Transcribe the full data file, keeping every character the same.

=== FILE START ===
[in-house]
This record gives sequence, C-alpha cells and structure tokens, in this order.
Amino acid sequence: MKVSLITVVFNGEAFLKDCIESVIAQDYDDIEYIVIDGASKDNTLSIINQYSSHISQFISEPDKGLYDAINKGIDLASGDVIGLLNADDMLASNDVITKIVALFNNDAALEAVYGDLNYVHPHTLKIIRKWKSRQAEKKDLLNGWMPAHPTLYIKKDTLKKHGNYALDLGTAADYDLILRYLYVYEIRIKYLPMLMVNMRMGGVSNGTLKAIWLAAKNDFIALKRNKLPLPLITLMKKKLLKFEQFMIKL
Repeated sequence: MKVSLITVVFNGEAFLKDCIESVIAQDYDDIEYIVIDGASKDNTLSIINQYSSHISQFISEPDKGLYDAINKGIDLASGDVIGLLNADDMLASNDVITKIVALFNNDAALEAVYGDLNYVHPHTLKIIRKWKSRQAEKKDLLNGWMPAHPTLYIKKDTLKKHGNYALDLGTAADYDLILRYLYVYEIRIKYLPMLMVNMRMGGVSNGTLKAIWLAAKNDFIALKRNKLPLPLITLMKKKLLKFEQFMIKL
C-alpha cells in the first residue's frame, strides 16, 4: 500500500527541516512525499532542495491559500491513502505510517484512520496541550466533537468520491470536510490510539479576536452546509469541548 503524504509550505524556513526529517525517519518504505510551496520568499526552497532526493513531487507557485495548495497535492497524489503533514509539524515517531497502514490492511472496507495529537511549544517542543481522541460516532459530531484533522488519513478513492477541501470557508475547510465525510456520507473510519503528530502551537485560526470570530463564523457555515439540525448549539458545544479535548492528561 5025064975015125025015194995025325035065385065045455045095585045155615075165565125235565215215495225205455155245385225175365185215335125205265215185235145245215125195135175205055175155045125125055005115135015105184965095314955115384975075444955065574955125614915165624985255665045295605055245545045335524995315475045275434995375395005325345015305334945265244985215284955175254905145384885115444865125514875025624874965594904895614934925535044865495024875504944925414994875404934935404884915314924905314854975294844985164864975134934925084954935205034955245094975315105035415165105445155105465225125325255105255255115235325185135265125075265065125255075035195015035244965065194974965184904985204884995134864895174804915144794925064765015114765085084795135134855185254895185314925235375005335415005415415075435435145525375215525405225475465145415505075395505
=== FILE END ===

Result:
[in-house]
This record gives sequence, C-alpha cells and structure tokens, in this order.
Amino acid sequence: MKVSLITVVFNGEAFLKDCIESVIAQDYDDIEYIVIDGASKDNTLSIINQYSSHISQFISEPDKGLYDAINKGIDLASGDVIGLLNADDMLASNDVITKIVALFNNDAALEAVYGDLNYVHPHTLKIIRKWKSRQAEKKDLLNGWMPAHPTLYIKKDTLKKHGNYALDLGTAADYDLILRYLYVYEIRIKYLPMLMVNMRMGGVSNGTLKAIWLAAKNDFIALKRNKLPLPLITLMKKKLLKFEQFMIKL
Repeated sequence: MKVSLITVVFNGEAFLKDCIESVIAQDYDDIEYIVIDGASKDNTLSIINQYSSHISQFISEPDKGLYDAINKGIDLASGDVIGLLNADDMLASNDVITKIVALFNNDAALEAVYGDLNYVHPHTLKIIRKWKSRQAEKKDLLNGWMPAHPTLYIKKDTLKKHGNYALDLGTAADYDLILRYLYVYEIRIKYLPMLMVNMRMGGVSNGTLKAIWLAAKNDFIALKRNKLPLPLITLMKKKLLKFEQFMIKL
C-alpha cells in the first residue's frame, strides 16, 4: 500500500527541516512525499532542495491559500491513502505510517484512520496541550466533537468520491470536510490510539479576536452546509469541548 503524504509550505524556513526529517525517519518504505510551496520568499526552497532526493513531487507557485495548495497535492497524489503533514509539524515517531497502514490492511472496507495529537511549544517542543481522541460516532459530531484533522488519513478513492477541501470557508475547510465525510456520507473510519503528530502551537485560526470570530463564523457555515439540525448549539458545544479535548492528561 5025064975015125025015194995025325035065385065045455045095585045155615075165565125235565215215495225205455155245385225175365185215335125205265215185235145245215125195135175205055175155045125125055005115135015105184965095314955115384975075444955065574955125614915165624985255665045295605055245545045335524995315475045275434995375395005325345015305334945265244985215284955175254905145384885115444865125514875025624874965594904895614934925535044865495024875504944925414994875404934935404884915314924905314854975294844985164864975134934925084954935205034955245094975315105035415165105445155105465225125325255105255255115235325185135265125075265065125255075035195015035244965065194974965184904985204884995134864895174804915144794925064765015114765085084795135134855185254895185314925235375005335415005415415075435435145525375215525405225475465145415505075395505